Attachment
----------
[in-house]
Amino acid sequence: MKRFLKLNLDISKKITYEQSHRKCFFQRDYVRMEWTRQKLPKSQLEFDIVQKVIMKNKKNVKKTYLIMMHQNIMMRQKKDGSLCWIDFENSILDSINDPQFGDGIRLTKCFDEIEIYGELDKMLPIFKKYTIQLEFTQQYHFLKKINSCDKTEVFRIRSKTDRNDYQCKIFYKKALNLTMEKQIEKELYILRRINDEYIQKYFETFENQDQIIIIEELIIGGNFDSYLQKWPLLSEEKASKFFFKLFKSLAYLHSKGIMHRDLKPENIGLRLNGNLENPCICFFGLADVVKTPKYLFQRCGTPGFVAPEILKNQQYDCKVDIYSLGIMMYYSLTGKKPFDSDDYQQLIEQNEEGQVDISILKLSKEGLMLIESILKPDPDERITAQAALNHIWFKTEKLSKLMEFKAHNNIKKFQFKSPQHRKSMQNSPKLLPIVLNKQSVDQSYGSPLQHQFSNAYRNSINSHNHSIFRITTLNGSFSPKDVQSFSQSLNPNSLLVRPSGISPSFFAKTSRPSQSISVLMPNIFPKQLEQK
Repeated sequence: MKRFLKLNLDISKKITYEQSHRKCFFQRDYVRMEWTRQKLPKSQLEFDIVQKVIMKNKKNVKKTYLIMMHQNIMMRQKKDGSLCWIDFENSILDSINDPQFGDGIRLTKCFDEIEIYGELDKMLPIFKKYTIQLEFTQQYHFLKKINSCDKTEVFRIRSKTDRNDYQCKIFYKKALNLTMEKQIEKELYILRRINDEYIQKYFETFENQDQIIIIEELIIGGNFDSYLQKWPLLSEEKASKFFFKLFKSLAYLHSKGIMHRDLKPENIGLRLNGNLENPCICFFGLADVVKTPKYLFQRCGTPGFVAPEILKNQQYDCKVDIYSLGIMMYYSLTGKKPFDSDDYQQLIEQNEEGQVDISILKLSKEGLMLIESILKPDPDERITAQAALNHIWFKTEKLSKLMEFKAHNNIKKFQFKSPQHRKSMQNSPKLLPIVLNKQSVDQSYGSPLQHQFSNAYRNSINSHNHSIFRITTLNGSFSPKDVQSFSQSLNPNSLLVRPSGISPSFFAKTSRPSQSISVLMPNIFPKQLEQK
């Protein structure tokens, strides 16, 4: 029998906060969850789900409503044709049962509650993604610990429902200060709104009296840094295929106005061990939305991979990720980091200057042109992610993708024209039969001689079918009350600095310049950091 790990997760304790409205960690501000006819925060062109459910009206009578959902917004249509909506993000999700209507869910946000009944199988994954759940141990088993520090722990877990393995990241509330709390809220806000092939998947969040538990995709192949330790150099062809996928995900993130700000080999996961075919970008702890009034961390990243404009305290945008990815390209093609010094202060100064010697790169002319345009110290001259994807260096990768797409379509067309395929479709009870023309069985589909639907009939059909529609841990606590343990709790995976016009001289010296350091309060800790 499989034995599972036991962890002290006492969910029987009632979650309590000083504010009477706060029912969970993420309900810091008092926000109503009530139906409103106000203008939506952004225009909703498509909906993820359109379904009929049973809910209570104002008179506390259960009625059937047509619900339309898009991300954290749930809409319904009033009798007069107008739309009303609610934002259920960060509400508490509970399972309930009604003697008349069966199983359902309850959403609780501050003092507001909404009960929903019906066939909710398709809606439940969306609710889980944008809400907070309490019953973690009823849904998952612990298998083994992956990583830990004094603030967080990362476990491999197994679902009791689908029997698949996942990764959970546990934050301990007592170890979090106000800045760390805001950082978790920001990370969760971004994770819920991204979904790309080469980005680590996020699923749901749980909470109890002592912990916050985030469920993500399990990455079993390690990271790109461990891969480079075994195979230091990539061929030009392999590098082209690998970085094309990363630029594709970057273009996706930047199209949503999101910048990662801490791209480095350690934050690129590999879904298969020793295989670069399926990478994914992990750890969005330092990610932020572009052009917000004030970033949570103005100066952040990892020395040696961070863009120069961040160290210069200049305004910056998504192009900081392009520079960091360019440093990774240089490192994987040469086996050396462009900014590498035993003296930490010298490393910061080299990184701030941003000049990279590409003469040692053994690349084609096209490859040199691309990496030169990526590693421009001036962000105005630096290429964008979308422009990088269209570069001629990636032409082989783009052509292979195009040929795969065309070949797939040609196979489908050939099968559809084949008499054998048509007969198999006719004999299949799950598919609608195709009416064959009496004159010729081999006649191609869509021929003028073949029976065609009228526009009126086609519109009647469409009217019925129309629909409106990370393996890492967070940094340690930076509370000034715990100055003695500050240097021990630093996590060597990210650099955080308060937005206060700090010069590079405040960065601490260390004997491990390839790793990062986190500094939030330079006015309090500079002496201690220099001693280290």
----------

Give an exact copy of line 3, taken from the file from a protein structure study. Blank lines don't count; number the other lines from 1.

Repeated sequence: MKRFLKLNLDISKKITYEQSHRKCFFQRDYVRMEWTRQKLPKSQLEFDIVQKVIMKNKKNVKKTYLIMMHQNIMMRQKKDGSLCWIDFENSILDSINDPQFGDGIRLTKCFDEIEIYGELDKMLPIFKKYTIQLEFTQQYHFLKKINSCDKTEVFRIRSKTDRNDYQCKIFYKKALNLTMEKQIEKELYILRRINDEYIQKYFETFENQDQIIIIEELIIGGNFDSYLQKWPLLSEEKASKFFFKLFKSLAYLHSKGIMHRDLKPENIGLRLNGNLENPCICFFGLADVVKTPKYLFQRCGTPGFVAPEILKNQQYDCKVDIYSLGIMMYYSLTGKKPFDSDDYQQLIEQNEEGQVDISILKLSKEGLMLIESILKPDPDERITAQAALNHIWFKTEKLSKLMEFKAHNNIKKFQFKSPQHRKSMQNSPKLLPIVLNKQSVDQSYGSPLQHQFSNAYRNSINSHNHSIFRITTLNGSFSPKDVQSFSQSLNPNSLLVRPSGISPSFFAKTSRPSQSISVLMPNIFPKQLEQK